Will Young Driver Premiums Be Lowered By Telematics?
Under a scheme launched by The Co-Operative Insurance recently, young drivers could stand to pay much less for their motor insurance than recently projected.
The Co-Op have announced that, under their Young Driver insurance plan, policyholders will be given a mobile-phone-sized Smartbox, which, much like the black box technology used on aeroplanes, will collect information regarding driving styles, speed, driving times etc. This information will be fed back, via satellite, so that insurers may then more accurately assess risk and thus calculate fairer premiums.
With a recent ruling outlawing sex discrimination within the insurance industry risk assessment by the European Court of Justice, women specifically could face steep rises to their insurance premiums over the coming years. With the law due to be enforced on 21st December 2012, according to the British Insurance Broker’s Association (BIBA), women drivers could face premium rises of up to 25%, with some even facing rises of up to 50%. Some female drivers under the age of 21 will even be set to see a premium increase of up to 60%, forcing some off the road altogether.
Up to now, insurance companies have assessed the risk of insuring a driver based on their age and sex, with statistics showing that young male drivers under 21 are almost double as likely to have an accident than a female of the same age, according to BIBA.
Coming as a concern for some, conversely, those young male drivers who do take risks and who may have been prevented from driving due to their place in a high-risk category could now see their insurance payments reduced by between 10 to 25 per-cent.
Adrian Webb of esure commented: “If young men’s premiums are artificially reduced, this could lead to more opting to choose more powerful vehicles,” he said. “It is particularly alarming given that the head of the Association of Police Officers in the UK in 2005 noted that the biggest killer of young women in Britain is their boyfriend’s and male friends’ driving.”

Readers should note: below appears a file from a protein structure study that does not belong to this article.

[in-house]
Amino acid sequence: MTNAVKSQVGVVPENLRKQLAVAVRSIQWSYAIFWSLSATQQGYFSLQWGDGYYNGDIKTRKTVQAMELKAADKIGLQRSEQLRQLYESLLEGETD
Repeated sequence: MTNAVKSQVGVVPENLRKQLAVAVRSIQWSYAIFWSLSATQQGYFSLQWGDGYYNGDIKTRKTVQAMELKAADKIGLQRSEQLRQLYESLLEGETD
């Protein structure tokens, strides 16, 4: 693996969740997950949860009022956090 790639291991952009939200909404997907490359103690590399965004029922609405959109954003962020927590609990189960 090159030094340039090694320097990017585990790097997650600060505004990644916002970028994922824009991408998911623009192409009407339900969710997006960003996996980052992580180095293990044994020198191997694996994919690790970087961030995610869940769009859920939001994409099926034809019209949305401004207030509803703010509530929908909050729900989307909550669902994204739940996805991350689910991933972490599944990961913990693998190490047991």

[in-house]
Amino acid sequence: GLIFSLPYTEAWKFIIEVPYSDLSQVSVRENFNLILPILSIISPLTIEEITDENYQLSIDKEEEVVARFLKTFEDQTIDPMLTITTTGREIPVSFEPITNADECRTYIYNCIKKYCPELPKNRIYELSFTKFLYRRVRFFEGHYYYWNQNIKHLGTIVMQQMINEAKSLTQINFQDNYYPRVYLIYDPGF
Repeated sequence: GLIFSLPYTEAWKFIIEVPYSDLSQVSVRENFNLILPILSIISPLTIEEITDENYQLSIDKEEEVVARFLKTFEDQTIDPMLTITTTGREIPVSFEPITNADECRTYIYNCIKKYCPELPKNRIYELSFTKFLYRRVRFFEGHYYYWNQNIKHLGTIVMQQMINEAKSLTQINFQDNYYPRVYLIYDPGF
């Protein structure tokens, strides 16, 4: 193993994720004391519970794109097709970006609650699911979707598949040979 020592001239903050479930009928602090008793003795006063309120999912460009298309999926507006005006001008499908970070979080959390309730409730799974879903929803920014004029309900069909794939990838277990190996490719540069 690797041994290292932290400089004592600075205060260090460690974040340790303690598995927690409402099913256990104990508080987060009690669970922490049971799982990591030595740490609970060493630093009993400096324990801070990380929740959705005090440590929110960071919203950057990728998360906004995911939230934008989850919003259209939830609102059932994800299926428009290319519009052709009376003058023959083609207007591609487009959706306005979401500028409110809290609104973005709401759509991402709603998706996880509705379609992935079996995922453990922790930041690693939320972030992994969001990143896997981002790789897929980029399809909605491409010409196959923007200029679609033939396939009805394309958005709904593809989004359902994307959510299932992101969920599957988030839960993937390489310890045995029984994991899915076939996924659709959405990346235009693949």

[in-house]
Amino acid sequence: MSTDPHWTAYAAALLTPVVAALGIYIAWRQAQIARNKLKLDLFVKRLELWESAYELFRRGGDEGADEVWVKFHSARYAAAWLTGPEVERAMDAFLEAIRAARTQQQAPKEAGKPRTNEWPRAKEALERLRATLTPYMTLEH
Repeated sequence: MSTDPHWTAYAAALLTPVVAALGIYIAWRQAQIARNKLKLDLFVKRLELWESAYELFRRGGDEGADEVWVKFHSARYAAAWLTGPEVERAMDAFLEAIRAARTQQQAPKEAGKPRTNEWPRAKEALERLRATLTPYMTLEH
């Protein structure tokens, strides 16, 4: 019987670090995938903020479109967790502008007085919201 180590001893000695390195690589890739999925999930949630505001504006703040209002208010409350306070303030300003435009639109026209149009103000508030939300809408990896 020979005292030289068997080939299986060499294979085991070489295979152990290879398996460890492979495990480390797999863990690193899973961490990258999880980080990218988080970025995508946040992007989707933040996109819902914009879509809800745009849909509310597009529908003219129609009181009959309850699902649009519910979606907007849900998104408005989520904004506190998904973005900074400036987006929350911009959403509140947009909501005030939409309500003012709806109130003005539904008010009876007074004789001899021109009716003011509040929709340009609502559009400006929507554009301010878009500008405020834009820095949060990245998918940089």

Mark Winlow, head of general insurance at audit company KPMG, said on the future use of Smartbox technology: “The most immediate effect of this ruling will be felt by women who will see their motor insurance premiums increase by up to 50%. However, of greater concern to the industry is the likelihood there will be further European challenges, particularly around age.”
“This is a more significant factor than gender, as age is used much more widely to differentiate risks. For example, a young male driver can easily be charged 1000 per cent – 2000 per cent more than the same man when he reaches 50. In anticipation of further restrictions, insurers are already looking to alternative methods to understand their customers and risk better.”
KPMG also foresees, in view of the current and predicted changes in the car insurance industry, that like the Co-Op and its Young Driver policy, many other insurers will enlist the use of telematics in order to more fairly assess risk.
Additionally Winlow stated: “Telematics is an area being investigated by a number of motor players… [It] is already used extensively in other European markets. Despite the current cost of installing the black boxes, developments of this nature could have far reaching effects on the market, removing the traditional annual renewal in favour of monthly statements determined by that month’s driving habits.”
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